Longtime Animal Hospital clients Dennis and Linda Shurtz expressed their good wishes during the ceremony and shared stories from over the years with Larson and Sylvia Shidemantle, practice manager. The Shurtzes, who have brought their pets to the clinic for 10 years, said they have appreciated the great care and customer service.

“They need the room, so this has just been so exciting. People are talking about it,” Dennis said.

Shidemantle said none of this growth would be possible without the loyal clients that have come to the clinic over the years. She said she appreciated their patience with the limited space at the current location, which will converted into a pet boarding facility.

“It’s time for space!” she said. “Maricopa is just growing so much and we are so busy in the current building. It’s time to expand so we can offer more to our clients.”

Staff, family, and friends of the Maricopa Animal Hospital


A stretch of land between and west of Culver's and Dutch Bros. is under development. Photo by Raquel Hendrickson

While much commercial construction has continued throughout Maricopa this spring, Sonoran Creek Marketplace remains an empty field.

The planned shopping plaza, anchored by a “specialty grocer” and a “major retailer,” is planned for the large lot on the southwest corner of John Wayne Parkway and Edison Road just west of Culver’s and Dutch Bros. Though those anchors are still not officially named, the complex is to be 85,000 square feet of retail space.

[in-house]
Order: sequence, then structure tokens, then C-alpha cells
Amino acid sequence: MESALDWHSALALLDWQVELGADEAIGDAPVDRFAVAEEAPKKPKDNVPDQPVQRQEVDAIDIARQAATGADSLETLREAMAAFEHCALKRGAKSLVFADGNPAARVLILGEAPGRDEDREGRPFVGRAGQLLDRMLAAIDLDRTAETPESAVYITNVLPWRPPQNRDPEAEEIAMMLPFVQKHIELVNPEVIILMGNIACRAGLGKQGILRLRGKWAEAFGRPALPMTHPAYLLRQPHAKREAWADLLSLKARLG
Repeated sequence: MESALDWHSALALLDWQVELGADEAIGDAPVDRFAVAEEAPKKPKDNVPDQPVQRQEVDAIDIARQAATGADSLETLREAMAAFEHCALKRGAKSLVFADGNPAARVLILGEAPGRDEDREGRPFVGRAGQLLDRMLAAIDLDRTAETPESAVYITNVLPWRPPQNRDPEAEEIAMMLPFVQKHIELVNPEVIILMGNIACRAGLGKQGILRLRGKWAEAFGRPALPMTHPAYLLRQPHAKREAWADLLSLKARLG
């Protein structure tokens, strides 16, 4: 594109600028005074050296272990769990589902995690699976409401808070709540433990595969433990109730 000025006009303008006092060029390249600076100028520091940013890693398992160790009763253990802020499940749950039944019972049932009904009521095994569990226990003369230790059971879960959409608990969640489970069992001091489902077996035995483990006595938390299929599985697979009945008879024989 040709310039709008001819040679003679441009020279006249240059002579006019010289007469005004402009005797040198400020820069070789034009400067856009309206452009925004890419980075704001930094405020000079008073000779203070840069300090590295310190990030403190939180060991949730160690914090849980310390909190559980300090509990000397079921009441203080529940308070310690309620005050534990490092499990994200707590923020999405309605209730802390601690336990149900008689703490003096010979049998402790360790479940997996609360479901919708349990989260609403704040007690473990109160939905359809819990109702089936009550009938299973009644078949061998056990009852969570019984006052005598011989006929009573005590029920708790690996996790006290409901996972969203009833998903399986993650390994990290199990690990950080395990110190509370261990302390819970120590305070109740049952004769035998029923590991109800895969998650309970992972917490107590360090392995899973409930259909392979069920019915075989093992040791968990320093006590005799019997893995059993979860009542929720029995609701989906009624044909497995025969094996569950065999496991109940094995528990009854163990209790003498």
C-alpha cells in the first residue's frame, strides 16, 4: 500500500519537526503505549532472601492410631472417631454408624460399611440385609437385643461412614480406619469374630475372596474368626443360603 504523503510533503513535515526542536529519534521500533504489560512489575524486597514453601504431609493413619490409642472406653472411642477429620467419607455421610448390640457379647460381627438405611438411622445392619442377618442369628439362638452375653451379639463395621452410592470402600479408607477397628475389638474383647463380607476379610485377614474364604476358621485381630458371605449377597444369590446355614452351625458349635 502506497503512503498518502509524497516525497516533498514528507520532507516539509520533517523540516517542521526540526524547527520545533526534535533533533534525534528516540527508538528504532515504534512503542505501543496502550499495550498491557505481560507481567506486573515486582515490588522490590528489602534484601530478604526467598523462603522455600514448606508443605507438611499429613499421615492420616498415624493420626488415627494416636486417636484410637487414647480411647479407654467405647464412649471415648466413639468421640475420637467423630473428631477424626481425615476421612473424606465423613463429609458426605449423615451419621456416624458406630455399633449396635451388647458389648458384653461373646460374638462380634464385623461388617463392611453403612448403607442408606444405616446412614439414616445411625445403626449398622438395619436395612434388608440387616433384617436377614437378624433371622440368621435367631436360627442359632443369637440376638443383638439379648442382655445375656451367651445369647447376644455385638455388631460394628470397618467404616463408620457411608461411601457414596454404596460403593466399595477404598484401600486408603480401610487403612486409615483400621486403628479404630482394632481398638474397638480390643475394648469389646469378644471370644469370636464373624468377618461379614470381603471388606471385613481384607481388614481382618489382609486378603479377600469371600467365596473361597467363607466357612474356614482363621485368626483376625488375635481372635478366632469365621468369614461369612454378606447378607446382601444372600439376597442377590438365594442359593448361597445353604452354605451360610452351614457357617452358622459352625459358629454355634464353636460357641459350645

In his presentation to city council last week, City Manager Rick Horst said the expectation is 282 new jobs and a payroll over $10.4 million. The development is completing paperwork for engineering and building permits.

Elevation drawing by SPS Architects

Advancement of the project had been expected to happen more rapidly, but a corporate management change for one of the anchors occurred in the middle of planning.

“They did ask for a 90-day extension, which was granted,” Horst said, “but they are moving forward. The extension was less about COVID and more about changes with the major retailer who’s coming on site with a new CEO.”

Sonoran Creek has an expected opening date in 2021.

As part of the development process, the City requests “will service” notifications from local utilities for new construction or remodels to guarantee water and electricity.

Maricopa Consolidated Domestic Water Improvement District completed flow tests for the property to prove fire protection ability. In Maricopa development, water utility responsibilities are split between Global Water, which supplies most of the city, and MCDWID, which serves many homes and businesses in the Heritage District.

Global Water supplies sewer service but not water to several Heritage District properties, like Culver’s, Fast & Friendly Car Wash and Dutch Bros., according to General Manager Jon Corwin.

Engineer William Collings of DNA Inc., which does civil engineering for MCDWID, said the small water district had “good to excellent water pressure” and sufficient capacity for the planned pads on the site as well as a multi-story building that could go in west of Sonoran Creek along Wilson Avenue.

“We’ve had no issue with water quality in 20 years,” Collings said.

MCDWID is also supplying the water for Maricopa Town Plaza, where Iconic Tires, Riliberto’s and an animal hospital are being constructed southeast of John Wayne Parkway and Hathaway Avenue. Global Water, on the other hand, provides water and sewer to Edison Place (the southeast corner of John Wayne Parkway and Edison Road) and Madison Pointe (between Edison Pointe and Maricopa Self Storage).

“This is a confusing area,” Corwin said.

New housing is going up all over Maricopa. Photos by Raquel Hendrickson

A lot of dirt is moving, and it’s to Maricopa’s credit.

The city is set up for 60,000 homes, with 22,000 currently built. Building permits and home construction are obvious in many subdivisions.